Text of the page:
FIG. 5 shows the results of the signals in FIG. 4 being mixed together and filtered. Particularly, when the multiply is preformed, a stream of outputs or readings representing the instantaneous Inphase and Quadrature of the mixed signal is obtained. These readings need to be averaged or filtered together to obtain a DC component which represents the actual complex representation of a vector (because there is a strong 2X component sitting on the output as well as noise from other frequency components at the input).

The length of time of the average is an important factor for determining the frequency selectivity of the method pursuant to one embodiment of the invention and will be explained in more detail hereinbelow.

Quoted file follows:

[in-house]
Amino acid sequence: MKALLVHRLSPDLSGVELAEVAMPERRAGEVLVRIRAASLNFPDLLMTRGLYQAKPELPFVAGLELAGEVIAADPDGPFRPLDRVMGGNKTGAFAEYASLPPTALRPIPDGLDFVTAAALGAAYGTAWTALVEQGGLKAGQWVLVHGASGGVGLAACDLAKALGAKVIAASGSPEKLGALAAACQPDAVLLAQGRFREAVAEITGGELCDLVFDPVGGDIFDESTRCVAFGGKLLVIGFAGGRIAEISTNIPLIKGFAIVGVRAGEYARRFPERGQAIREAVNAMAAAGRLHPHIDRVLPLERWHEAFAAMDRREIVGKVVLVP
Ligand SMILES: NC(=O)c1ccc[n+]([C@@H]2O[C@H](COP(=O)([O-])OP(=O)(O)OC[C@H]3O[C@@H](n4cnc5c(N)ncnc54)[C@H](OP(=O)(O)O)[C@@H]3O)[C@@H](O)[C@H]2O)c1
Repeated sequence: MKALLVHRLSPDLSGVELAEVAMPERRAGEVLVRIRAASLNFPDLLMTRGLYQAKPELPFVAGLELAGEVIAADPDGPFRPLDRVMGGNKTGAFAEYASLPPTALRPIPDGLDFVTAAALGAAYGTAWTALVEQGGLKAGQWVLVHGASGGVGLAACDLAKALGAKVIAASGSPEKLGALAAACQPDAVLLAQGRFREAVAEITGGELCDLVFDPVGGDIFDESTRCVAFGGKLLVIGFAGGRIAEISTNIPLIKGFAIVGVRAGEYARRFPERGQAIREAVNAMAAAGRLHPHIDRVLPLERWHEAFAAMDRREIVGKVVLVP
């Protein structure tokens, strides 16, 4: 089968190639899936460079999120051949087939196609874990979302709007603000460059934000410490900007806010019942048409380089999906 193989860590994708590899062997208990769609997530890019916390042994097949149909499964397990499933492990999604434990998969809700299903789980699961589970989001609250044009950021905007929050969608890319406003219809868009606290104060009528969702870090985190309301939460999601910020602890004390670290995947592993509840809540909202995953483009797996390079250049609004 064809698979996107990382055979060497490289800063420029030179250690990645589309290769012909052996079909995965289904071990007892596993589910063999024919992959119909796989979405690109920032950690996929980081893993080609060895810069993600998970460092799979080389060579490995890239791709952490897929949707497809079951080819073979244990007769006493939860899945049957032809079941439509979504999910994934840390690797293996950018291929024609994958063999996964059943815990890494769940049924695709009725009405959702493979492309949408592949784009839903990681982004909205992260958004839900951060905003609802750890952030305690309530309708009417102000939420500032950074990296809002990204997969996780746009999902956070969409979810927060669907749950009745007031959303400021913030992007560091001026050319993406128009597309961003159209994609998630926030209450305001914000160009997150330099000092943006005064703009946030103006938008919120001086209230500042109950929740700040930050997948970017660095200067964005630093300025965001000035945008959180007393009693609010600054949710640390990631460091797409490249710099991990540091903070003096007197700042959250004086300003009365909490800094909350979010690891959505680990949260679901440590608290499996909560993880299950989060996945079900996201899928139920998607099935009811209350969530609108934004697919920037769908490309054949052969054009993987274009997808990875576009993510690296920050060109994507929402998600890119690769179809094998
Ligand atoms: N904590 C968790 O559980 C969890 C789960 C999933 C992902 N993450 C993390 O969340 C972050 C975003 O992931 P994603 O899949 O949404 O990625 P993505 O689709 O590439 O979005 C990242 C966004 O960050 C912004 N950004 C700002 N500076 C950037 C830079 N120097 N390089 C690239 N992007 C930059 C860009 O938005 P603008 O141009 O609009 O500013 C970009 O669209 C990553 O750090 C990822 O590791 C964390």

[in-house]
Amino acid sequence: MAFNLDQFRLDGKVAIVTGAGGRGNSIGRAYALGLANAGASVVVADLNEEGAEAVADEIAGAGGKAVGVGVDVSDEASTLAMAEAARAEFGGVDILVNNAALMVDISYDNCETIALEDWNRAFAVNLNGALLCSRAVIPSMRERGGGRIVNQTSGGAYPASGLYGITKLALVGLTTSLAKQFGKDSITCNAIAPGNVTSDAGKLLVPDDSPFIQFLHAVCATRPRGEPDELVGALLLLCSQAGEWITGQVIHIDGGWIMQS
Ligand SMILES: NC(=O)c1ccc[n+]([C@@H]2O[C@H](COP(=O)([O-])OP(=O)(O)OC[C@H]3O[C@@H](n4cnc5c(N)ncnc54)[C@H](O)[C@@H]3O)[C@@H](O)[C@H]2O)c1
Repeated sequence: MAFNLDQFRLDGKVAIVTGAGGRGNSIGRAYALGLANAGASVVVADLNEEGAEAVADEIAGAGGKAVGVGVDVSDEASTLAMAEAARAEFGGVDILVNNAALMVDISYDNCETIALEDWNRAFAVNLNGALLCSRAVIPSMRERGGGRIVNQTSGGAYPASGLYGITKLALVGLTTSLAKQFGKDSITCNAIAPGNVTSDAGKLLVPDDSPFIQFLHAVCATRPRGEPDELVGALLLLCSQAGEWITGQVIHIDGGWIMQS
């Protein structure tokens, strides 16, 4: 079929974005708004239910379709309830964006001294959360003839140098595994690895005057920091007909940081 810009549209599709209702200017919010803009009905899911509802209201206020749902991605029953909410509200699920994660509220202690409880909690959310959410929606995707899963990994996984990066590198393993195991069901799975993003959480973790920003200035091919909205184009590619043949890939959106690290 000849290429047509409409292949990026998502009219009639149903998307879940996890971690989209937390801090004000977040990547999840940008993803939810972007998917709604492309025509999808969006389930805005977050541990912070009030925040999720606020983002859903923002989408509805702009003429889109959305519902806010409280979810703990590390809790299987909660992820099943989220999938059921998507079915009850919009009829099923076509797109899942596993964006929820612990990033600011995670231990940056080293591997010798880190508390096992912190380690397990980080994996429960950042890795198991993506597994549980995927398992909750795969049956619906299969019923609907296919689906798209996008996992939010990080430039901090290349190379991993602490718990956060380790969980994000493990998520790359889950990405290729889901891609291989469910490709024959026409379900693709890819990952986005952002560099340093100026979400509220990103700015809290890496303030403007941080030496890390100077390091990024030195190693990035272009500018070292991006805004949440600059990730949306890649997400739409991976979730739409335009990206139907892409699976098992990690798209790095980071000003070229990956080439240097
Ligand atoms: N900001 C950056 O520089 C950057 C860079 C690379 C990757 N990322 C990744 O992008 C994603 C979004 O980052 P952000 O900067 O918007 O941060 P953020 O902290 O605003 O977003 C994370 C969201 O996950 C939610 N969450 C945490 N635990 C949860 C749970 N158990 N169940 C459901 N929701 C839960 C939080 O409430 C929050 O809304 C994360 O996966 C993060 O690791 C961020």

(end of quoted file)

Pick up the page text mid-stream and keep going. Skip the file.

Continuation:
Now, the averaging or filtering of the readings is performed for a period of time to obtain a first output Vl shown in FIG. 5. Then the averaging or filtering a next set of readings is performed for the same period of time to obtain a second output V2 shown in FIG. 5 and so on through an Nth output Vn. The output signal is a rotating vector because the actual input signal frequency does not exactly match the down converter signal frequency. It turns out that the rotation speed of the output vector (degrees per averaging period) is directly proportional to the difference in frequencies. In this case, if neither frequency drifted over the measurement period a fixed rotation in terms of degrees per averaging period would be obtained.